My second research paper from my graduate school lab finally came out, and I would like to try to summarize it for you here, in layman’s terms and with cartoons instead of figures because I’m not sure how copyrights work and I don’t feel like searching for old data. The headings are taken directly from the paper.
In my first paper, I showed evidence that BK virus travels from the cellular compartment called the ER into the fluidy part called the cytosol on its trip towards the nucleus within a cell. Another big question in the field is how the virus enters the nucleus. The nucleus of the cell contains our DNA, so obviously it doesn’t let just any protein-sized object into it!
So as a follow up to my previous paper, I set out to determine whether the virus gets into the nucleus from the cytosol using the pathway that other nuclear proteins use, where a specialized import protein recognizes a “signal sequence” on the nuclear protein that signals the import protein to send it into the nucleus. This was the hypothesis on which I based my experiments. It is summarized here in this figure below.
Lysine 319 on VP2 and Lysine 200 on VP3 are critical for nuclear localization of the minor capsid proteins.
The first thing that we had to do was to look for the nuclear localization signal on the virus. Based on what the signal looks like on other proteins, we hypothesized that a couple of amino acids on the minor structural protein provided the signal. So we mutated one specific amino acid in that area of the protein and looked at the protein within a cell.
We found that normally the protein goes to the nucleus. However, with the mutation, the protein remains outside of it. (We determined this by microscopy and fluorescently labeling the protein). This suggests that the amino acid we mutated was needed for signaling nuclear localization.
The more important question about this nuclear localization signal is whether it is needed when it is part of the whole virus capsid, and not just a lone protein. So, we made virus containing this mutation in its minor capsid structural protein. Then, we infected cells with this mutant virus to see if it can infect cells as well as the normal (“wild-type”) virus. We found that it could not infect the cells as well as the wild-type virus. We could deduce from this finding that the one amino acid in that one protein was important for… well, something… during the infection (although we hypothesize that it is needed in nuclear entry, this data alone doesn’t give us conclusive evidence… so, next experiment).
The other way we can look at this “pathway” is from the other side of the picture – does the import protein that is floating around in the cell, looking for nuclear localization signals, play a role in infection? This protein is call “importin” – because it imports proteins into the nucleus, clever right?
We looked at this question in two ways, the first of which was to take away that specific importin protein in a process that we call a knock-down. We introduce a RNA molecule into the cells that will cause the importin to no longer be made. Then, we infect those cells with the virus, and compare the infection with cells that have not had the protein knocked down. What we found was that without importin, the cells were not as easily infected. Again, this tells us that importin was important for something during the infection.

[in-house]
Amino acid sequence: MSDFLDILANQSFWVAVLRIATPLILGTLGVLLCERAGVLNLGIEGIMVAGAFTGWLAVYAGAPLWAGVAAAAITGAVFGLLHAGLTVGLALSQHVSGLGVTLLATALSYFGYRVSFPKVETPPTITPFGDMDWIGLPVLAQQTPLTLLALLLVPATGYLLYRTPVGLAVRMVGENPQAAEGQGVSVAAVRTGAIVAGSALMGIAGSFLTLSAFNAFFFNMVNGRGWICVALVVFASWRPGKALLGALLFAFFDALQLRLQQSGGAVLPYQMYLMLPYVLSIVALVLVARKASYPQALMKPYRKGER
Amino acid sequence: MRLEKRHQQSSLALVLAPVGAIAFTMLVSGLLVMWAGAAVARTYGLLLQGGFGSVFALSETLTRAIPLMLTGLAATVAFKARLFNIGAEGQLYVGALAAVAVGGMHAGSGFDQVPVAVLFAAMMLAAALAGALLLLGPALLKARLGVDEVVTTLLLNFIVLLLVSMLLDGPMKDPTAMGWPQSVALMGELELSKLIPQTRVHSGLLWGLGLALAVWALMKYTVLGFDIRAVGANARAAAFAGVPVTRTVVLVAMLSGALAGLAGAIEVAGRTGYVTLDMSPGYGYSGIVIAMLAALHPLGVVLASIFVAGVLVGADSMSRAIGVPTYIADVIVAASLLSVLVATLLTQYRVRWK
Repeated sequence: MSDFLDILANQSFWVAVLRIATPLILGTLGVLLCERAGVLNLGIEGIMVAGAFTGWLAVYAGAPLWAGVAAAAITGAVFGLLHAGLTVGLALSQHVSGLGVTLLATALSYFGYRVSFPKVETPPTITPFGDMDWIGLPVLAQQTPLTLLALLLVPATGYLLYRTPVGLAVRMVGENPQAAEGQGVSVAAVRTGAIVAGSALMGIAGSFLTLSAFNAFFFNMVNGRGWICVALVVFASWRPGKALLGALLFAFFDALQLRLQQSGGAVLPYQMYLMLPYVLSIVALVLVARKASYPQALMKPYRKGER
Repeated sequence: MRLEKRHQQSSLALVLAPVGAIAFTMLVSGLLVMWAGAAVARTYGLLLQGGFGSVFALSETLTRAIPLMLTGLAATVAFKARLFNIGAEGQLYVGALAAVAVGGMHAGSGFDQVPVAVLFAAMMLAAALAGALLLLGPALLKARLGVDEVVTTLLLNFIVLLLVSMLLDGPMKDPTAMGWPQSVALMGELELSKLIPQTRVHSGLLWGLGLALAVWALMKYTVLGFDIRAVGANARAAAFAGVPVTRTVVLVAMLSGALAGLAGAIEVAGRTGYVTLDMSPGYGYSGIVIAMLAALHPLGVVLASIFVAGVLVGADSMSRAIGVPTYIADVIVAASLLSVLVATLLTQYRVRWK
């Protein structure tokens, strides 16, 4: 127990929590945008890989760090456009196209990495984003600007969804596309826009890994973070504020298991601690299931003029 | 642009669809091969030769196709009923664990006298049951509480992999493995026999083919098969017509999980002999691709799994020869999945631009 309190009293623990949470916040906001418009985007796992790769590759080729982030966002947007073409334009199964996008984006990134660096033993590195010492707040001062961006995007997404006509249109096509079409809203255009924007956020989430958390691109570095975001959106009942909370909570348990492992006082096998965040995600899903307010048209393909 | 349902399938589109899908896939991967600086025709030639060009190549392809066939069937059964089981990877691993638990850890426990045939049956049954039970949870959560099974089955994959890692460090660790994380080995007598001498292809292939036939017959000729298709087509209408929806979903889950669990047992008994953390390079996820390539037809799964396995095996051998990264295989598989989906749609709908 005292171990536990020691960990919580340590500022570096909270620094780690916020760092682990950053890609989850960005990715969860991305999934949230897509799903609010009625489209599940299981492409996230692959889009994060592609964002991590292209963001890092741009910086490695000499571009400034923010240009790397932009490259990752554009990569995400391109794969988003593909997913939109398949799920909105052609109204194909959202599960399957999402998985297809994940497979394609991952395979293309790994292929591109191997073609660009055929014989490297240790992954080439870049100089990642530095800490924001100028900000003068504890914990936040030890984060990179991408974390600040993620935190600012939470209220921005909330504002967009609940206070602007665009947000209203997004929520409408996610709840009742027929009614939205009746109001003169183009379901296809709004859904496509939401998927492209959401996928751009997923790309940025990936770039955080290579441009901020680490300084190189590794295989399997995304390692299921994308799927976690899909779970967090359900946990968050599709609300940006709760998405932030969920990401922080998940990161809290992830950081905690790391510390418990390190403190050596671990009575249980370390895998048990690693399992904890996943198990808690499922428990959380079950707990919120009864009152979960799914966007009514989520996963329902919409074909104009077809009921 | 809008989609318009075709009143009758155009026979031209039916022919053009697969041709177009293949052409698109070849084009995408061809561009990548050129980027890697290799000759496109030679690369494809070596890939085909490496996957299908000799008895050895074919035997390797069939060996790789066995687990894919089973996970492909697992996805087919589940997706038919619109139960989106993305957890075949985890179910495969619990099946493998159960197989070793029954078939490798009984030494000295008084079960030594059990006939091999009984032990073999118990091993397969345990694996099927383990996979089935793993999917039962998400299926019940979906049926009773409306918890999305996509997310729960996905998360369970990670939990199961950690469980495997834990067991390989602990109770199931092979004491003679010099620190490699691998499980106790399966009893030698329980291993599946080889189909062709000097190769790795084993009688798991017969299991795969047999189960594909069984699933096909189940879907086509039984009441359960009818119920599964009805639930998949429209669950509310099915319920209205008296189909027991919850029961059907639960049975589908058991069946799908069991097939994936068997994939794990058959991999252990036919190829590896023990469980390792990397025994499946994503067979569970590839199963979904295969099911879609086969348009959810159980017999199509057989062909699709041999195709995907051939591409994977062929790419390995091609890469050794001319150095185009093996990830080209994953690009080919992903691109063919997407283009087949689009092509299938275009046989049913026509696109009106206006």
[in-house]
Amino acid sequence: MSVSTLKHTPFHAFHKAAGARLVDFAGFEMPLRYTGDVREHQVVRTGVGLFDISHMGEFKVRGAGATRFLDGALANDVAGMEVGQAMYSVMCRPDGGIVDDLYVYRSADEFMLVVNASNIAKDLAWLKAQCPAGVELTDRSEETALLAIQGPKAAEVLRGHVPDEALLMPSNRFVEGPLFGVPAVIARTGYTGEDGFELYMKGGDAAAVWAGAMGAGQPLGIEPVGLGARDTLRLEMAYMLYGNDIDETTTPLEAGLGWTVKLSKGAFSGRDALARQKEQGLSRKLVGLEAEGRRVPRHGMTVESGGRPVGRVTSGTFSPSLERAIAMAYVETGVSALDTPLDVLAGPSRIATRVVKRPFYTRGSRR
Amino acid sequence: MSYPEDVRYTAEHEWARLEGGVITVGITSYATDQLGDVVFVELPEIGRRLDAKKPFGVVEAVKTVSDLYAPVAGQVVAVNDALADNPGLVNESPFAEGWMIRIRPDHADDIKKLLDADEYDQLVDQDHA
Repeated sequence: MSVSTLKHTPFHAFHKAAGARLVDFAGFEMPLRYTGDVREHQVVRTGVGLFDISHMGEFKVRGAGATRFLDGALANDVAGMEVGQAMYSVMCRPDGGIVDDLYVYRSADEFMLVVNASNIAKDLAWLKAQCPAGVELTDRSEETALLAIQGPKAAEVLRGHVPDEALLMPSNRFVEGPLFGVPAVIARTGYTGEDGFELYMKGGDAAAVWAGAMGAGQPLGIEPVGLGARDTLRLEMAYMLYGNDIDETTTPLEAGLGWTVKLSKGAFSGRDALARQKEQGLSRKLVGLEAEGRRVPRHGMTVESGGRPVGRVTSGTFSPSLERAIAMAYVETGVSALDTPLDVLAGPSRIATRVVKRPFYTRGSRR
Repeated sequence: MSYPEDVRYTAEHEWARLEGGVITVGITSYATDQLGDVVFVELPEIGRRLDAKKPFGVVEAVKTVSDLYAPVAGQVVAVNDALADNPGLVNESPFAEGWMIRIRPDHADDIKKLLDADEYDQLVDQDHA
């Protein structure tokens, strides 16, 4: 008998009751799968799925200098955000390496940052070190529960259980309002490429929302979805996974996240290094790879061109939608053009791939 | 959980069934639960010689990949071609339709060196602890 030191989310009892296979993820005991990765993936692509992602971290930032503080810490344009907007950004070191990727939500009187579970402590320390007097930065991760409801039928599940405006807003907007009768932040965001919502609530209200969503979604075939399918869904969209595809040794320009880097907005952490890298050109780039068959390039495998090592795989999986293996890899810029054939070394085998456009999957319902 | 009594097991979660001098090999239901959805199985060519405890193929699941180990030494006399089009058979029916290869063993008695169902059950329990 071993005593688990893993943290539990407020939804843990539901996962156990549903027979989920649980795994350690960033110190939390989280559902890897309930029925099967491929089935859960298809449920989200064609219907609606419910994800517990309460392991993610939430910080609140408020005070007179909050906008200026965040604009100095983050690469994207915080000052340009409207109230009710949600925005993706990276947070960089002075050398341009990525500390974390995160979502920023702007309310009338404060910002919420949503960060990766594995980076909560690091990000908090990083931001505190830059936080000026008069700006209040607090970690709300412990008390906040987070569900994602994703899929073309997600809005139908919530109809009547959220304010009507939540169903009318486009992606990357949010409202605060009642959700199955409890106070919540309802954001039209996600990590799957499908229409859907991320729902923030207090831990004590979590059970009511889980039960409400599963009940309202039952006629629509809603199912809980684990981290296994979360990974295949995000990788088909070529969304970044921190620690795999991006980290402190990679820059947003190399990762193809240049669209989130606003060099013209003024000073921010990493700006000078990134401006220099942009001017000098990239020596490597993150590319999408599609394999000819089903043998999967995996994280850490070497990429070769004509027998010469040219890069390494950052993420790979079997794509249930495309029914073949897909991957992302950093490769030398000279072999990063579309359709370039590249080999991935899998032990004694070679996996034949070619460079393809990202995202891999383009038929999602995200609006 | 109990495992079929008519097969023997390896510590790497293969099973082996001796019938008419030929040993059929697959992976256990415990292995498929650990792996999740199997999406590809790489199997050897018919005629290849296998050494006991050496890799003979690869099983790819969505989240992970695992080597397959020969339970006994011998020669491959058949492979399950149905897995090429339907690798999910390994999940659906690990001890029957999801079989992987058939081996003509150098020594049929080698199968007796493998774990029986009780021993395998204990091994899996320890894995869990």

The second way we tested this pathway was to use an inhibitor called ivermectin that targets importin’s function. This chemical gets in the way when importin tries to interact with its target – in this case, the virus. So we treated cells with ivermectin, and then infected with virus (and compared to what? You guessed it, cells that were not treated with ivermectin). What we saw was that the cells treated with ivermectin did not become infected as easily, implying that infection needed something that the ivermectin was blocking.
In this paper, combined with my previous work, I identified components of a kidney cell that BK virus uses to cause infection – specifically, the nuclear import protein importin (and likely its helper proteins).
Are there alternative interpretations to these conclusions? Like a court case, we base a lot of things on the best interpretation of the evidence – are there possibilities that we haven’t considered? It is likely – things that scientists haven’t discovered yet about the cell, for example. It is also possible that our interpretation is missing some details. That is why we present the data, along with our methods and conclusions, so that other members of the scientific community can evaluate it and use it to make other hypotheses to reach our end goal of helping sick people get better.
If each of these methods blocked infection in the cells, can’t we use them now to block infection in people? In general we are able to manipulate the cells easily because they are in a plate. In a person, there are so many different types of cells, and a lot of those cells would probably need the importin protein to keep working to keep that person alive. The same is true for the treatment with ivermectin – it is actually very toxic, and although it prevents the cells in the plate from being infected, after a couple days the cells would die anyway from the treatment.
Progress depends on what has already been done, and ideas that have been presented, to support and invoke new ideas and hypotheses about how nature works. My work on how BK virus gets to a cell’s nucleus has brought us one step closer to treatment of BK virus infection. Since other viruses may use the same pathway, if a drug is discovered that targets BK virus, it may also be useful for those other viruses. It will be so exciting to see what is discovered next!